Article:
In the last few decades, all major presidential candidates have openly discussed the role of faith in their lives, sharing their religious beliefs and church commitments with the media and their constituencies. And yet, to the surprise of many Americans, God played almost no role in the 2012 presidential campaign. During the campaign, incumbent Barack Obama minimized the role of religion in his administration and in his life. This was in stark contrast to his emphasis, in 2008, on how his Chicago church had nurtured him as a person, community organizer, and politician, which ultimately backfired when incendiary messages preached by his liberationist pastor Jeremiah Wright went viral. The Republican Party faced a different kind of problem in 2012, with the increasing irrelevance or absence of founders of the Religious Right such as Pat Robertson or Jerry Falwell. Furthermore, with Mormon Mitt Romney running as the GOP candidate, party operatives avoided shining a spotlight on religion, recognizing that vast numbers of Americans remain suspicious of the Church of Jesus Christ of Latter-day Saints. The absence of God during the 2012 election reveals that the United States is at a crossroads with regards to faith, even while religion continues to play a central role in almost every facet of American culture and political life. The separation of church and state and the disestablishment of religion have fostered a rich religious marketplace characterized by innovation and entrepreneurship. As the generation that launched the culture wars fades into history and a new, substantially more diverse population matures, the question of how faith is functioning in the new millennium has become more important than ever. In Faith in the New Millennium historians, sociologists, and religious studies scholars tackle contemporary issues, controversies, and policies ranging from drone wars to presidential campaigns to the exposing of religious secrets in order to make sense of American life in the new millennium. This melding of past and present offers readers a rare opportunity to assess Americans' current wrestling with matters of faith, and provides valuable insight into the many ways that faith has shaped and transformed the age of Obama and how the age of Obama has shaped American religious faith.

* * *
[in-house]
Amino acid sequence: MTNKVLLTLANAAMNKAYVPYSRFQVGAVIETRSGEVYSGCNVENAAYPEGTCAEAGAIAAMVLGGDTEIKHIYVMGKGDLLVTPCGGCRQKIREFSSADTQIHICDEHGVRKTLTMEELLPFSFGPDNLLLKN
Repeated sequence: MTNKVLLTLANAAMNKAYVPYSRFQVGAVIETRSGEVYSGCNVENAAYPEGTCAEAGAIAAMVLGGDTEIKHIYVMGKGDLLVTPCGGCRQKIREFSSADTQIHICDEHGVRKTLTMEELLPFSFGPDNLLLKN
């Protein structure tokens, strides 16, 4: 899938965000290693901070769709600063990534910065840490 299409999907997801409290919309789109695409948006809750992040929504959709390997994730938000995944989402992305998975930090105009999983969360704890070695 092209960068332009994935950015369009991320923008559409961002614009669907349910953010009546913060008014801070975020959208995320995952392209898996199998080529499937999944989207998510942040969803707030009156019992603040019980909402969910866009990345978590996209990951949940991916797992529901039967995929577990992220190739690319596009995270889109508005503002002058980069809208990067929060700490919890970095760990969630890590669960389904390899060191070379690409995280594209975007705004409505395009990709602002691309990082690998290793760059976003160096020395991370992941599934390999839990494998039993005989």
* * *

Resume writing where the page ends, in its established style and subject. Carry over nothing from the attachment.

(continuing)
Publisher: Oxford University Press
Number of pages: 320
Weight: 602 g
Dimensions: 237 x 162 x 22 mm
[B]oth scholarly and popular audiences will benefit from the ways in which Faith in the New Millennium demonstrates the complexities and contingencies of religion in public life. In contrast to sensationalized accounts of contemporary secularization, the book proves that religion remains an evolving rather than eroding force in twenty-first century American politics. For those seeking a deep understanding of the causes and consequences of recent trends and transformations in the roles of religion in politics, Faith in the New Millennium will prove an accessible and incisive resource. * Brantley W. Gasaway, Journal of Church and State *
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